The IRS Offer-In-Compromise Program – How Does It Really Work?

The IRS Offer-In-Compromise Program – How Does It Really Work?An offer in compromise (OIC) is an agreement between a taxpayer and the Internal Revenue Service that settles the taxpayer’s tax liabilities for less than the full amount owed. If the tax liabilities can be fully paid through an installment agreement or other means, the taxpayer, in most cases, will not be eligible for an OIC.

In order to be eligible for an OIC the taxpayer must have:

  1. filed all tax returns;
  2. made all required estimated tax payments for the current year; and
  3. made all required federal tax deposits for the current quarter if the taxpayer is a business owner with employees.

The IRS will not accept an OIC Settlement unless the amount offered by the taxpayer is equal to or greater than the reasonable collection potential (RCP), which is the term used by the IRS to describe how the IRS measures a taxpayer’s ability to pay. The RCP includes the value that can be realized from the taxpayer’s assets, and also includes anticipated future income, less certain amounts allowed for basic living expenses.

Thus, OIC qualification is based on a computation of the taxpayer’s ability to pay his or her tax debt before the IRS runs out of time to collect the debt (called the collection statute expiration date). The IRS decision is not at all largely subjective and is instead based on computational formulas.

However, qualifying for and obtaining an OIC are two different things. Qualifying for an OIC does not mean your client will obtain an OIC. To obtain an OIC, your client must be able to pay the offer amount, which is the computed amount required to be paid to the IRS to settle the debt.

The IRS may accept an Offer in Compromise Settlement based on three grounds.

  1. Doubt as to Liability.

Acceptance is permitted if there is doubt as to liability. This is applicable only when genuine doubt exists under applicable law that the IRS has correctly determined the amount owed.

  1. Doubt as to Collectability.

Acceptance is permitted if there is doubt that the amount owed is fully collectible. This means that doubt as to collectibility exists in any case where the taxpayer’s assets and income are less than the full amount of the tax liability.

  1. Effective Tax Administration.

Acceptance is permitted based on effective tax administration. An offer may be accepted based on effective tax administration when there is no doubt that the tax is legally owed and that the full amount owed can be collected, but requiring payment in full would either create an economic hardship or would be unfair and inequitable because of exceptional circumstances.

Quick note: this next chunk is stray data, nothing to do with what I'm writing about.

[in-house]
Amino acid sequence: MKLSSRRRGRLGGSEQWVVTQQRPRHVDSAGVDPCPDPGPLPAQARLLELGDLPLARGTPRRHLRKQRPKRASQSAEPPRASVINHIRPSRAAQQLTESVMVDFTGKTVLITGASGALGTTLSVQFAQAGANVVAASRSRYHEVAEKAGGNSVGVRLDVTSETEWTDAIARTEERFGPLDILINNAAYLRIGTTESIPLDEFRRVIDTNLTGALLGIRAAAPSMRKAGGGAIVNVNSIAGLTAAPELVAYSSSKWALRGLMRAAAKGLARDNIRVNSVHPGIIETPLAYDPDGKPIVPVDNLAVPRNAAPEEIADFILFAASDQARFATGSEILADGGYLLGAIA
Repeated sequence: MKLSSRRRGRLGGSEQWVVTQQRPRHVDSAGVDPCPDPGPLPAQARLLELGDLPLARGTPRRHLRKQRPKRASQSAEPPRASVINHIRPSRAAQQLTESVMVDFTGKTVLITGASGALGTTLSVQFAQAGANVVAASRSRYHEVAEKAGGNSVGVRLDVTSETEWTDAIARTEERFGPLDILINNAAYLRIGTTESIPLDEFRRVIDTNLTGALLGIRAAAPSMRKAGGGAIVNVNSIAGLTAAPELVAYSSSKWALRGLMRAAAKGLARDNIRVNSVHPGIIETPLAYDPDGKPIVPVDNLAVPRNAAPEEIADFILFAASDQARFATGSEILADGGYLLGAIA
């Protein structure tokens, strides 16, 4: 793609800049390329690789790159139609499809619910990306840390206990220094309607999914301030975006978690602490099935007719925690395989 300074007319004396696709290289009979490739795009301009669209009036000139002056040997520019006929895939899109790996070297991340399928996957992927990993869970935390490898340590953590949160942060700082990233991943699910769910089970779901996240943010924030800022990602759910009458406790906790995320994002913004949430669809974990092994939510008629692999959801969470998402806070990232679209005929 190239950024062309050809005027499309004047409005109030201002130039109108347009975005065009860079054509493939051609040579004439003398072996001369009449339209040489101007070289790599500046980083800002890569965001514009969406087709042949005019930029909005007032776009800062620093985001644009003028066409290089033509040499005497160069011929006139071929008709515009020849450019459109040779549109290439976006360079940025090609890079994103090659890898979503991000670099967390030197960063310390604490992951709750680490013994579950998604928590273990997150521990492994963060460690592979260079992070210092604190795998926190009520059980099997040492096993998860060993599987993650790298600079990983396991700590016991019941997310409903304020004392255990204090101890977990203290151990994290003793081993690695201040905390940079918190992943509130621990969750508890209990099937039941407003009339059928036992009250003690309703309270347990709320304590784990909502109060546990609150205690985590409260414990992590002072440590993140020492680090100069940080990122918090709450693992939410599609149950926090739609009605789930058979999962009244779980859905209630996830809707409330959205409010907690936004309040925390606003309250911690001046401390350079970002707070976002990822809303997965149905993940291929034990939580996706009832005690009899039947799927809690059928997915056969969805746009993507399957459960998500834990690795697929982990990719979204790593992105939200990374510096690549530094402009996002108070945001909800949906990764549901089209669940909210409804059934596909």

Taxpayers may choose to pay the offer amount in a lump sum or in installment payments.

A “lump sum offer” is defined as an offer payable in five (5) or fewer installments and within 24 months after the offer is accepted. If a taxpayer submits a lump sum offer, the taxpayer must include a nonrefundable payment equal to 20 percent of the offer amount with the Form 656.

A “periodic payment offer” is payable in six (6) or more monthly installments and within 24 months after the offer is accepted. When submitting a periodic payment offer, the taxpayer must include the first proposed installment payment with Form 656. Tthis payment is required in addition to the $150 application fee.

The amounts paid pursuant to a lump sum or periodic payment offers are also nonrefundable. These amounts are applied to the tax liabilities and the taxpayer has a right to specify the particular tax liabilities to which the periodic payments will be applied.

Other important facts to know:

  1. The average Offer in Compromise Settlement takes between 6- 9 months (usually longer) to work by the IRS;
  2. The average Offer in Comprise settlement is 14 cents on a dollar;
  3. 38% of all offers in compromise are accepted by the IRS;
  4. All accepted Offers in Compromise Settlements are a matter of public record;
  5. The average time it take the IRS to work an Offer in Compromise is between ten (10) to twenty (20) hours.

If the IRS rejects an OIC, then the taxpayer will be notified by mail. The rejection letter will explain the reason that the IRS rejected the offer and will provide detailed instructions on how the taxpayer may appeal the decision to the IRS Office of Appeals. The appeal must be made within 30 days from the date of the letter. In some cases, an OIC is returned to the taxpayer, rather than rejected, because the taxpayer has not submitted necessary information, has filed for bankruptcy, has failed to include a required application fee or nonrefundable payment with the offer, or has failed to file tax returns or pay current tax liabilities while the offer is under consideration. A return is different from a rejection because there is no right to appeal the IRS’s decision to return the offer.

The IRS is not bound by either the offer amount or the terms proposed by the taxpayer. The OIC investigator may negotiate a different offer amount and terms, when appropriate. The investigator may determine that the proposed offer amount is too low or the payment terms are too protracted to recommend acceptance.

If you have questions about the IRS Offer-In-Compromise Program, call the Thorgood Law Firm www.thorgoodlaw.com. For a FREE consultation call 212-490-0704.

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